Posts Tagged ‘preserving


pear and tomato cheese

When Julie was over with her green tomatoes, we made pear and tomato cheese. Think something between a jam and a fruit leather.

pear and tomato cheese

The recipe is from Oded Schwarz’s Preserving, which is the first preserving book I ever bought and is full of pretty pictures and sometimes crazy notions. J-P and I made pear and tomato cheese for the first time about six years ago in Boston. It was delicious, but we did a lot of things wrong: we used whatever tomatoes came in our CSA, we made a double batch, we cooked it down in a stock pot rather than something with more surface area… It took more than seven hours of simmering to get it to the right consistency. We’ve been shy of it ever since, but finally got up the courage for another go this past Sunday.

Here’s how to do it right. Yields about 2.5 pounds, and that is plenty. Please don’t try a double batch.

  • 2 lbs Roma tomatoes (really important to use a dry variety of tomato)
  • 1.5 lbs pears
  • .5 lbs apples
  • 1 lemon
  • 2 cups water
  • granulated sugar
  • 1 tsp ground coriander
  • 1 tsp ground black pepper
  • 1/2 tsp ground cinnamon
  • 1/4 tsp ground cloves

Coarsely chop tomatoes, pears, apple, and lemon. Put in pot with water and bring to a boil, then simmer about 30 minutes, until the fruit is mushy. Pass the mixture through a food mill or sieve. Measure the resulting puree and add 1.5 cups sugar for every 2 cups of puree. Put this mixture, with the spices, in a roasting pan or something with similar surface area that you can set over two burners. Return to a boil, then simmer forever (about 4 hours), stirring frequently. (We returned it to a stock pot after a couple of hours, out of fear of burning it.) It’s ready to be poured into oiled pans (we used two pie plates) when it plops/heaves rather than bubbles, and you can draw a clear line through it with your spoon. Let sit in the oiled pans for at least 24 hours, then turn out and coat with granulated sugar. Use a cold, clean knife (which you will clean frequently) to cut squares, which you will roll in more granulated sugar and store in tins between layers of waxed paper.


on cooking in California: part 5

There are also things we’re using or doing differently in California. Our Massachusetts winter staple, Annie’s macaroni and cheese, is still on the menu, and so is our old summer staple, salad. During Boston summers, we would eat a big salad and nothing else for dinner each night until the lettuces from the week’s CSA ran out. We would be sick of salad by September, and pining for it again by January. In San Francisco, fresh, local salad greens are available year-round, and we’re not getting a CSA, so the incentives have shifted. We’re learning the arts of the side salad and the salad course.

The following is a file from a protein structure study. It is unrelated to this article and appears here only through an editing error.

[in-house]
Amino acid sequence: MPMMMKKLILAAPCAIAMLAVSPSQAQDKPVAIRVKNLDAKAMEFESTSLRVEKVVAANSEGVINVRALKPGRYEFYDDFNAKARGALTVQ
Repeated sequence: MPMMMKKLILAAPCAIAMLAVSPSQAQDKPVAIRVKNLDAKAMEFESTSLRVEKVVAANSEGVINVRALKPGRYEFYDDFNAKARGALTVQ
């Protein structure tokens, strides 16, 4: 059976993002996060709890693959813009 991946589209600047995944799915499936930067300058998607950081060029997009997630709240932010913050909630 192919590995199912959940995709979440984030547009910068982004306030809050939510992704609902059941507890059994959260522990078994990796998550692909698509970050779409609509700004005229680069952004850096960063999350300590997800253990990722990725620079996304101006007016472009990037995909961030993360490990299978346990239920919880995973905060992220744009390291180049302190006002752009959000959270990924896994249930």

In Boston, our kitchen windows were often hung with bunches of drying herbs and chiles. Even though we live in a relatively fog-free part of San Francisco, the air is still usually too damp for that method. We’ve learned instead to spread herbs on cookie sheets in a 100-degree oven to dry. How long do we leave them? As long as it takes to forget them, then sniff the air and realize how odd it is the house smells so strongly of thyme, or sage, or rosemary…

Then there’s the matter of alcohol storage. In Boston, we kept the bottles in a large basket on the kitchen floor. It was known as the “booze bucket.” In San Francisco, we’ve gotten classy. Our living room has a built-in cabinet, and when the realtor showed us the place, J-P and I exclaimed over the “bar.” The realtor demurred, saying it was probably meant as a china cabinet. Whatever. It’s our bar, and all of our alcohol lives there. The former booze bucket now holds the recycling.

Coffee is different, too. Boston’s cold and our building’s poor insulation posed problems for keeping coffee warm. Busy mornings belonged to the old, cheap drip coffee maker, which of course had its own heating element. But for late-in-the-day indulgences, we used the French press, on the grounds that it was smaller and would impose limits on our caffeine intake that we couldn’t trust to our self-control alone. Our first solution to keeping French press coffee warm was to wrap the press in kitchen towels and try to drink the coffee before it got too bitter. Later, we got an insulated carafe, which worked much better on both counts. Right before we moved, John-Paul walked the drip machine down to the trash can for, as he said, “piddling on the counter one too many times.” Since then, we’ve been devoted to the French press and the kettle. Our San Francisco kitchen is often warm enough that it’s feasible to dispense with the carafe for warmth, though I still think it’s worth it for flavor.

Speaking of heating water in a kettle, please don’t get me started on the electric stove. I understand that it’s a practical choice in a city that once burned to the ground when its gas mains burst in a major earthquake. This stove even has a flat top, which means that theoretically it’s easier to cook Spanish rice on it than on our leaning, dented gas stove in Boston. (That’s true in theory only; in practice, it hasn’t worked out so well.) It isn’t even that we’ve burned anything on it, despite my fears in that regard–very well-founded fears based on an embarrassing adolescent incident that started with trying to heat tortillas directly on the heating element of the first electric stove I ever encountered. I had to get over before using the one in this kitchen. My biggest gripes with it are how long it takes to heat up, and the fact that there’s no clear indication (read: fire) of which element I’ve turned on. We’ve been here since last July, and I still sometimes turn on the back burner when the kettle’s on the front.

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